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"supposed" is a very strong qualifier [In reply to] Can't Post


In Reply To
even considering the inclusion of that word, the rest of the letter describes in too great detail the facts of.such a sojurn that it seems inevitable that the journey did happen in it's fullness for Frodo, Bilbo, Sam and Gimli.


I don't think so. The rest of the letter tries to explain what would happen to them had they reached the Undying Lands, and whether this could be reconciled to all that is known to the contrary.
It shows what a powerful impact this story has upon the believing mind. Call it the Middle-earth version of speculative theology. Are the Primary World parallels less detailed or well-imagined?

"In the morning Bilbo misses breakfast. – is this the most unbelievable part of this chapter?"
- Elven



The weekly discussion of The Hobbit is back. Join us in the Reading Room for a somewhat less clever discussion of Queer Lodgings!


imin
Valinor


Aug 22 2012, 8:11am

Post #239 of 245 (1247 views)
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i have never read it as such [In reply to] Can't Post

'there may be certain rare exceptions or accommodations (legitimately supposed? there always seems to be exceptions); and so certain 'mortals', who have played some great part in Elvish affairs, may pass with the Elves to Elvenhome. Thus Frodo (by the express gift of Arwen) and Bilbo, and eventually Sam (as adumbrated by Frodo); and as a unique exception Gimli the Dwarf, as friend of Legolas and 'servant' of Galadriel.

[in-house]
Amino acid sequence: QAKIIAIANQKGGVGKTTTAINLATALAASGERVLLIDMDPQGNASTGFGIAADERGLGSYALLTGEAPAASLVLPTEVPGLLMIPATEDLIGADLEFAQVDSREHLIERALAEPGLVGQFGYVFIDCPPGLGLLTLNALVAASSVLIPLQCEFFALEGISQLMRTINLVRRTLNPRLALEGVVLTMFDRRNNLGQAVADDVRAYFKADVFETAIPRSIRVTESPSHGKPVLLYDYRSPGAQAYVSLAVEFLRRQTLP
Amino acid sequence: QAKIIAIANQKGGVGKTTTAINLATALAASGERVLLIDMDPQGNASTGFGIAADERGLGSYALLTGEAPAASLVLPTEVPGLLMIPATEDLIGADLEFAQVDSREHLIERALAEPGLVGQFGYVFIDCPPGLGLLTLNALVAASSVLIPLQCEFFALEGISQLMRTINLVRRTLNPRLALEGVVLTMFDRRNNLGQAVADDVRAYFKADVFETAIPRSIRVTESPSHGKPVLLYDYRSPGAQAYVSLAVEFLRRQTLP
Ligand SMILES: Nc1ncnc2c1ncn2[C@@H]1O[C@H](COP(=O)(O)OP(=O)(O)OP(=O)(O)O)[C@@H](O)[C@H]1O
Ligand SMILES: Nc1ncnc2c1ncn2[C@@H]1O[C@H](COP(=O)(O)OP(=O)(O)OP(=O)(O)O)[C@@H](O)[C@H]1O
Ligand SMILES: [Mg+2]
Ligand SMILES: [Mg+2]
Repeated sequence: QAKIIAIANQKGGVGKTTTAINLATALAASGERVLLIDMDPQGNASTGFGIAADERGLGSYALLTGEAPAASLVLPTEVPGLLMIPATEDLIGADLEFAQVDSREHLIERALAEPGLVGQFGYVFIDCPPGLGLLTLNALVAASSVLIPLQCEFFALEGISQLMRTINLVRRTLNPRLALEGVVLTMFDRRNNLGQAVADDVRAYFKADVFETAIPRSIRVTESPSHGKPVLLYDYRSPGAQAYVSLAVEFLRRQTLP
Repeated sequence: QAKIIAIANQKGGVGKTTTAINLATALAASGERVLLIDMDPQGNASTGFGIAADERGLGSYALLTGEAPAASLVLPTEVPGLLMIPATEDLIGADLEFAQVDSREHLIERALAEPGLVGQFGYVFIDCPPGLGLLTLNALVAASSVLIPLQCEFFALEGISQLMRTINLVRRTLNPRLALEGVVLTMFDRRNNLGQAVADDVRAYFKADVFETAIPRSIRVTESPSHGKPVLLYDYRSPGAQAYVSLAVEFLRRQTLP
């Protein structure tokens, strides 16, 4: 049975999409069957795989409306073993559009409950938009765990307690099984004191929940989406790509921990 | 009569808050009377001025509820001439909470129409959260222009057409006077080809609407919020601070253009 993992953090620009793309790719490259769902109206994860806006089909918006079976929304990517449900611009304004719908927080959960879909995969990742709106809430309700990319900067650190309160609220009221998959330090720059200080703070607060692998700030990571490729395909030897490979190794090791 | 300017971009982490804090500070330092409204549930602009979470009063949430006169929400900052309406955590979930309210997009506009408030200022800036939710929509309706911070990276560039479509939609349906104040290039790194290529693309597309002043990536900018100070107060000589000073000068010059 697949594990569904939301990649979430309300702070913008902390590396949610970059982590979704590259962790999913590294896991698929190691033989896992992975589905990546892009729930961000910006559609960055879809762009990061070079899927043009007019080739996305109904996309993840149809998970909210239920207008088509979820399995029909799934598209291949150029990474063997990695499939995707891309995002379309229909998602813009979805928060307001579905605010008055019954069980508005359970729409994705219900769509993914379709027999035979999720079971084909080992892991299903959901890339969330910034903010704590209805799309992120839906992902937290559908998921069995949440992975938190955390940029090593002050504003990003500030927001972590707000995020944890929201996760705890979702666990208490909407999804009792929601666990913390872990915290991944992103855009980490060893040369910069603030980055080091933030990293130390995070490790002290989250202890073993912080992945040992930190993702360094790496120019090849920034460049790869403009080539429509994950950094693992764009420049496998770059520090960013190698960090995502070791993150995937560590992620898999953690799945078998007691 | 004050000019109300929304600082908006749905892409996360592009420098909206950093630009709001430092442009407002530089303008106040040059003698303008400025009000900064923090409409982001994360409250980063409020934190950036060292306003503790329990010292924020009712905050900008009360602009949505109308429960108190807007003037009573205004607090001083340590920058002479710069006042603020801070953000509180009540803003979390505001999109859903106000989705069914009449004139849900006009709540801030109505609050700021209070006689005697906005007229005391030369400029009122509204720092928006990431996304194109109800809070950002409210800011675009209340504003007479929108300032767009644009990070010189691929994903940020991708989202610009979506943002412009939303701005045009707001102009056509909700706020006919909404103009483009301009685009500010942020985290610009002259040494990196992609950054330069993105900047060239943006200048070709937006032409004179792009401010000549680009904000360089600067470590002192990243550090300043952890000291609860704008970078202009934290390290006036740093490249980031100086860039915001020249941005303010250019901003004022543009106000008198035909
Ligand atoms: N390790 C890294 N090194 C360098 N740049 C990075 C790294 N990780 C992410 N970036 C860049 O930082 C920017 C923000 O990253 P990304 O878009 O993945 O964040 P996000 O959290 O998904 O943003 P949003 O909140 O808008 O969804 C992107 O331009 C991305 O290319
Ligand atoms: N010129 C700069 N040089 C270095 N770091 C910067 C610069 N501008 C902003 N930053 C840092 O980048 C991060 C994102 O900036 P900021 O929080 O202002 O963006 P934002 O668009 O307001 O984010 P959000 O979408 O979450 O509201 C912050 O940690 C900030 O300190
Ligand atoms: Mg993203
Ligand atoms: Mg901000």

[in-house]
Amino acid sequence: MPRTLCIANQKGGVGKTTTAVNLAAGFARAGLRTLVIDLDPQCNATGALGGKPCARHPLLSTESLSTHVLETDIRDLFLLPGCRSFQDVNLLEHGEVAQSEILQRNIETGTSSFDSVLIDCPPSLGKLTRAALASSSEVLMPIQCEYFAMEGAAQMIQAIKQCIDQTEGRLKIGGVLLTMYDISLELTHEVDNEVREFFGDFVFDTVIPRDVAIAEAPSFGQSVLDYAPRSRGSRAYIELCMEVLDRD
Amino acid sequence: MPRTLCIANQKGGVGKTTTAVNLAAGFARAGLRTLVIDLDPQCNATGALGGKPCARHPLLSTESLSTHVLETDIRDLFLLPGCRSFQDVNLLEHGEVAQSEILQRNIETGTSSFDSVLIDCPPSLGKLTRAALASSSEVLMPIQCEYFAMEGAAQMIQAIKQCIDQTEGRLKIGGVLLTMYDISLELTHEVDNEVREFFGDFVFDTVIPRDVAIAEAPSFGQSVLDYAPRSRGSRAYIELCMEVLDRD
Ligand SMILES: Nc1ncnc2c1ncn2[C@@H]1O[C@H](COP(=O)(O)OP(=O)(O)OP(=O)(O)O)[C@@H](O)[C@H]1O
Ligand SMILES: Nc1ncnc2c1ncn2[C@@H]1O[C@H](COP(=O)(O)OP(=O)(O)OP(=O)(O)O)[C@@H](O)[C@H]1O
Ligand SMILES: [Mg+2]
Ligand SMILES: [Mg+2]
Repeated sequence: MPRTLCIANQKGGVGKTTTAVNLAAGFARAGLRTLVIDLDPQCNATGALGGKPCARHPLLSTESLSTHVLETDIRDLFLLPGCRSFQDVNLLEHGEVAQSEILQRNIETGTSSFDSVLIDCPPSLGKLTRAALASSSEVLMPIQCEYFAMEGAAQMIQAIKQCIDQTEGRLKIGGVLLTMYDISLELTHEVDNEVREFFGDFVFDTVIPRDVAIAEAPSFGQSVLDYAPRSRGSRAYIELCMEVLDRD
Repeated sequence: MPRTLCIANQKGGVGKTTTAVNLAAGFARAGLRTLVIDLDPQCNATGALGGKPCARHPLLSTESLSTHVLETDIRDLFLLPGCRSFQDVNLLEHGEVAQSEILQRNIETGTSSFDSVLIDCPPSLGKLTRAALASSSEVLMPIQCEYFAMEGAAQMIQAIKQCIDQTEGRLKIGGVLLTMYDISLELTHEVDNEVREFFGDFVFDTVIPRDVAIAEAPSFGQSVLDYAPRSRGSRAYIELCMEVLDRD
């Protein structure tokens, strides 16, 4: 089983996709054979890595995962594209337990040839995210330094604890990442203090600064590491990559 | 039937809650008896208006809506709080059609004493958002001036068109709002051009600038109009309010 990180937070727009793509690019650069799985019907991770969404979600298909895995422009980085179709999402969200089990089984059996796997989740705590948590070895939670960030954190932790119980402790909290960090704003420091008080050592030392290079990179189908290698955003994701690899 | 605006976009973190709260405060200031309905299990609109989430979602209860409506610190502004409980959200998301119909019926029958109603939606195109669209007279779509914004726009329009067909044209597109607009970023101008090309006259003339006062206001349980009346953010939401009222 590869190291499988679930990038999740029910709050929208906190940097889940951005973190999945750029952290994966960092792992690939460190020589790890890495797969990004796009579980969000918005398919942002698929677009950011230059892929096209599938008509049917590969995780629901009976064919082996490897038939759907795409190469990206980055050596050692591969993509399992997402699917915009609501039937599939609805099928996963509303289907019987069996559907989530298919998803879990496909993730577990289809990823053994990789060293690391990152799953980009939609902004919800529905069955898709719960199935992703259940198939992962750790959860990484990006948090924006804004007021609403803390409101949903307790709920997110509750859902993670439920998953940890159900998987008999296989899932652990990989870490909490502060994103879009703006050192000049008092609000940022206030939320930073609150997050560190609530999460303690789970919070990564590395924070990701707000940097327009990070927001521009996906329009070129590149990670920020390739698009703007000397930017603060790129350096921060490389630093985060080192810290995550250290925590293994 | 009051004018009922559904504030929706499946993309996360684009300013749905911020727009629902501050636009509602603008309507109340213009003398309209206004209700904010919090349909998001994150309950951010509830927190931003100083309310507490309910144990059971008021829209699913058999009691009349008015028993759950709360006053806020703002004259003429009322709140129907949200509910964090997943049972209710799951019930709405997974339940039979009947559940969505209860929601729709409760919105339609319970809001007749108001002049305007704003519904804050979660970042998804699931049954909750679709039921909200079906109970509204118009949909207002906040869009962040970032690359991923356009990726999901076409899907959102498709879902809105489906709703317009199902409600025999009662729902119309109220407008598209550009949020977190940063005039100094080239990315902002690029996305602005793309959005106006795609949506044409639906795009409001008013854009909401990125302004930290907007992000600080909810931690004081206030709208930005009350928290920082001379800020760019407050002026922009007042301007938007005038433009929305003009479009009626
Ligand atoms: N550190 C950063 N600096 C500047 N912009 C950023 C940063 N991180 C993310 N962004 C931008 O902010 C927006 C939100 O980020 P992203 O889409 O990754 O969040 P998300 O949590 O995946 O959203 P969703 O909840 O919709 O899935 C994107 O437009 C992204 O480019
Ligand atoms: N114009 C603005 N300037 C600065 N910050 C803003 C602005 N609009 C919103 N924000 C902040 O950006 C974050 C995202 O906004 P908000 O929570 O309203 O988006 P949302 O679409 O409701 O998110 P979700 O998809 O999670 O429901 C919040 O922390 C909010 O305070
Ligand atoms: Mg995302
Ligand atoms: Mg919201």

I took that to mean frodo, bilbo, sam and gimli all at some point get to elvenhome not just have a vision of it. Though i know like you say from the appendices there is more uncertainty about Gimli.


ElendilTheShort
Gondor


Aug 22 2012, 8:52am

Post #240 of 245 (1189 views)
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For myself [In reply to] Can't Post

there seems to be too much discussion about the subject of several mortals departing, with commentary on each person occuring more than once, for it not to be fact within the myth, whereas JRRT would have dismissed it out of hand and clarified that none of them made it to the Undying Lands if that was the case. I feel it is reinforced by writings on specifics such as the plan for Frodo by Arwen, Gandalf and Cirdan. I cannot argue against the fact that he may have died before getting there, but it seems unlikely and tragic to the point of cliche. Furthermore he is still relatively young and apart from intermittant physical pain bought about by the damage to his soul, he seems in generally good health, withdrawn yes, diminished yes, but not at deaths door.

JRRT also writes about Frodo as a means of providence so Eru's influence is considered present.


(This post was edited by ElendilTheShort on Aug 22 2012, 8:59am)


ElendilTheShort
Gondor


Aug 22 2012, 9:20am

Post #241 of 245 (1242 views)
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I will say [In reply to] Can't Post

that your comments have made me consider the matter further in replying, and I do agree with your notion that the fact it is not spelt out, there is no welcome for Frodo in Eressa that is written about, keeps it a matter of faith, the event is remote, untouched, unreachable for the reader apart from in their imagination and it adds a great deal of emotional and spiritual value to the last text about what Frodo sees.


JWPlatt
Grey Havens


Aug 22 2012, 4:06pm

Post #242 of 245 (1190 views)